Remains of domesticated cattle dating to 6,500 B.C. have been found in Turkey and other sites in the Near East approach this age also.
Some authorities date the domestication of cattle as early as 10,000 years ago,and others almost half that amount of time. Regardless of the time frame it is generally accepted that the domestication of cattle followed sheep, goats, pigs and dogs.
Modern domestic cattle evolved from a single early ancestor, the aurochs. In addition to prehistoric painting that help us identify the appearance of the aurochs the species actually survived until relatively modern times. It is believed the last surviving member of the species was killed by a poacher in 1627 on a hunting reserve near Warsaw, Poland. The species may have survived in small number in other parts of the world until a later date but there is no evidence to support this theory.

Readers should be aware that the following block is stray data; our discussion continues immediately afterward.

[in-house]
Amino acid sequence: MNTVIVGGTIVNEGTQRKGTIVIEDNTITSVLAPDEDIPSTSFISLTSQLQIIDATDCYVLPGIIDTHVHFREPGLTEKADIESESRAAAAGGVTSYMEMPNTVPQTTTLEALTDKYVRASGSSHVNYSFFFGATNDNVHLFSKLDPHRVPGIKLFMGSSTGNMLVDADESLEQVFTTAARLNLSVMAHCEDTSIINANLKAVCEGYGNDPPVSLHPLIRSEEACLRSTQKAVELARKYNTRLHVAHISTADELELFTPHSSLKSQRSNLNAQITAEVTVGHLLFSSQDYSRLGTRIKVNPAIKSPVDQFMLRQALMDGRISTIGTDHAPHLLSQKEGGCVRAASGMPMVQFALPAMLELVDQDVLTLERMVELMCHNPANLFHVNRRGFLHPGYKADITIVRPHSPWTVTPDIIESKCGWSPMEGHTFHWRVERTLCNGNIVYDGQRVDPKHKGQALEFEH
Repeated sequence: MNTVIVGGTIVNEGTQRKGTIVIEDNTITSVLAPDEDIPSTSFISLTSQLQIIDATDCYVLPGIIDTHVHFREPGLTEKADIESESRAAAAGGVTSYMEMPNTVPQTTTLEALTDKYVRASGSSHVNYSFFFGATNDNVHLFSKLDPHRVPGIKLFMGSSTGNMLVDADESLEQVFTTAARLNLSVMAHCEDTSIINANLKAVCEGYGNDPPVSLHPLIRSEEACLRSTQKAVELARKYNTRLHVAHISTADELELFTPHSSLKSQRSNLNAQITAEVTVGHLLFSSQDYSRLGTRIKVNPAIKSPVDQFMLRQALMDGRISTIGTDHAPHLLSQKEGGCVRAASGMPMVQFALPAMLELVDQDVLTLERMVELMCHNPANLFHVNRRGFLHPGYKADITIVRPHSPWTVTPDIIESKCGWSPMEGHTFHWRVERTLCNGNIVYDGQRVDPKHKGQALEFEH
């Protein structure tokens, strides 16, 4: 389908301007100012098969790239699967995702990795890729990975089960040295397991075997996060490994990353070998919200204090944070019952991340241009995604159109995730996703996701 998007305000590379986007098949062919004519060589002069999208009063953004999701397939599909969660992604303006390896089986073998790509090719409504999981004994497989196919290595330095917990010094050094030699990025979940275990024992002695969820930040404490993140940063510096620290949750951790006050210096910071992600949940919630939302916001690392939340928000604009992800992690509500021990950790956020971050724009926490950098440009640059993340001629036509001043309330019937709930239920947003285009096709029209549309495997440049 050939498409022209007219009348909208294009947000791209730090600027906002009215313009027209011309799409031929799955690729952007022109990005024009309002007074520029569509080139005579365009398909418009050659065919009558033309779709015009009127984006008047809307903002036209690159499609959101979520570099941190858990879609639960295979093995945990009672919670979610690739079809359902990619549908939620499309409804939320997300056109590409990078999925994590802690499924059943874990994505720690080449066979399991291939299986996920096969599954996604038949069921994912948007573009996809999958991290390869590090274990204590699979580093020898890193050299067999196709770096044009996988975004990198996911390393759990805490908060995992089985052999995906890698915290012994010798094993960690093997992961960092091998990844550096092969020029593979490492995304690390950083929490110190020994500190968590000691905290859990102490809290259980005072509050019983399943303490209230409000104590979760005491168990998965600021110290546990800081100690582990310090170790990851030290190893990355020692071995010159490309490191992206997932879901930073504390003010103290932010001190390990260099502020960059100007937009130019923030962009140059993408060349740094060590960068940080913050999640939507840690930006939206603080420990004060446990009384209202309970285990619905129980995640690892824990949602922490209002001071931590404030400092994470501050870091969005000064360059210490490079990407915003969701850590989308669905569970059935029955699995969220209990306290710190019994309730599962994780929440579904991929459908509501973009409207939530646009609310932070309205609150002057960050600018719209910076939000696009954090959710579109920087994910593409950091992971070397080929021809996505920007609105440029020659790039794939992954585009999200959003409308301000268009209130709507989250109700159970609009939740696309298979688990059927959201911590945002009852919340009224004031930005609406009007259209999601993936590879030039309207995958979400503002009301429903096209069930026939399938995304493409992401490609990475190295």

Early cattle served a triple-purpose. They provided meat, milk and labor to their owners. Eventually their draft purposes were largely replaced by horses and much later by machinery so they were selected more for single or in some cases dual purposes.